Acromioclavicular (AC) Joint Injuries: Dislocations, Separations, & Sprains
Acromioclavicular separations or sprains can vary in severity, depending on the extent of injury to the stabilizing ligaments and capsule.
For many AC joint injuries, it is common to see only a partial tear of the acromioclavicular ligament. This is what is known as a grade 1 injury to the AC joint. Grade 1 AC joint injuries, also frequently called sprains, are the least severe type of AC joint injury.
Grade 2 AC joint injuries, commonly referred to as a “separated shoulder”, occur when the acromioclavicular and/or coracoclavicular ligament is partially torn. Grade 2 AC joint injuries typically result in subluxation or partial displacement or the shoulder, which can be confirmed through x-rays.
Grade 3 AC joint injuries occur when the force of injury is enough to completely tear both the acromioclavicular & coracoclavicular ligaments, and the shoulder capsule. Grade 3 AC joint injuries are true dislocations of the AC joint, and will often times be referred to as a “dislocated shoulder”.
Athletes are at the highest risk for AC injuries, specifically football and hockey players, as these sports put a lot of stress on the shoulders. Athletes who suffer an AC joint injury will often leave the playing area holding their arm close to their side.
It’s very important to determine the exact mechanism of the injury when dealing with the AC joint. Did the athlete fall on the outstretched arm, or receive a severe blow to the acromial area (arm)? When examining the area, your physician will rule out pain from contusion or other injuries by manipulating the shoulder joint. Occasionally, an obvious deformity or easily detected abnormal motion of the AC joint will make it easier to diagnose the injury. Generally speaking, less severe AC joint injuries tend to be more difficult to diagnose. In many cases, patients with less severe AC joint injuries will have to be put through a variety of motion tests to determine the proper diagnosis.
Treatment of AC joint injuries depends on the severity. Grade 1 and 2 injuries to the AC joint can often be treated successfully with a sling for 2 to 4 weeks, with patients returning to activity when pain is alleviated. Recovery is often supplemented with physical therapy to restore normal range of motion and strengthen the upper extremities. The treatment of grade 3 AC joint injuries tends to be more complex, and varies on a case by case basis depending on the patient and severity of the dislocation.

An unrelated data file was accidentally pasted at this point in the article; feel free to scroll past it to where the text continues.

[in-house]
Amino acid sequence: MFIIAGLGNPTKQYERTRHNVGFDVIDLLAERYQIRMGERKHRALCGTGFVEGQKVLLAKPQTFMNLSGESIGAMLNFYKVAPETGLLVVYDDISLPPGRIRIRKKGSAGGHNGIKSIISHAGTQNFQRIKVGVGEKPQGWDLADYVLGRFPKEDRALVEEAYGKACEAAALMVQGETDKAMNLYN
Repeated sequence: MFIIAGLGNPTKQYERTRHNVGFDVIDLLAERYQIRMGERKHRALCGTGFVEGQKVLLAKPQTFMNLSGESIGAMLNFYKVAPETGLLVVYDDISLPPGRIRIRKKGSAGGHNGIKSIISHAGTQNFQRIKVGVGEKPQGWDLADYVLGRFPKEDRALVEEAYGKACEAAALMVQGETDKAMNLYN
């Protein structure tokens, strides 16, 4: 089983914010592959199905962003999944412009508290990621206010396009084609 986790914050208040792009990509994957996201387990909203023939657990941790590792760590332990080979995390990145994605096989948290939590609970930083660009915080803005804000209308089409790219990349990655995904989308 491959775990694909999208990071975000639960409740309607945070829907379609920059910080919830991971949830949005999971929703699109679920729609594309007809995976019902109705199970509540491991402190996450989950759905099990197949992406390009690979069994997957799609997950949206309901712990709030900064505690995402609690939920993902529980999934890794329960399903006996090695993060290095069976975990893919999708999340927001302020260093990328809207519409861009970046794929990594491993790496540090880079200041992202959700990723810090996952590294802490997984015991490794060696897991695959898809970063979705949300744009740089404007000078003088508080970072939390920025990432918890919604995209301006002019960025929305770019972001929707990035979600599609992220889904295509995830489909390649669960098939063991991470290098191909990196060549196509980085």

Grade 3 AC joint injuries can be treated aggressively with open reduction surgery, or conservatively with non-surgical methods. When surgery is performed, it is usually directed at reconstruction of the conoid and trapezoid ligaments (coracoclavicular ligaments). It is important to discuss both of these options with your doctor before deciding which treatment approach is right for you.
Return to Activity
It is crucial that athletes not return to sport until they have full range of nonpainful motion, no tenderness upon direct palpation of the acromioclavicular joint, and no pain when manual traction is applied.
The prognosis of AC joint injuries is very good, obviously better for the lower grade injuries (sprains and separations). However, even grade 3 injuries (dislocations) will heal well if the appropriate treatment is applied, and enough rehabilitation & rest is allowed.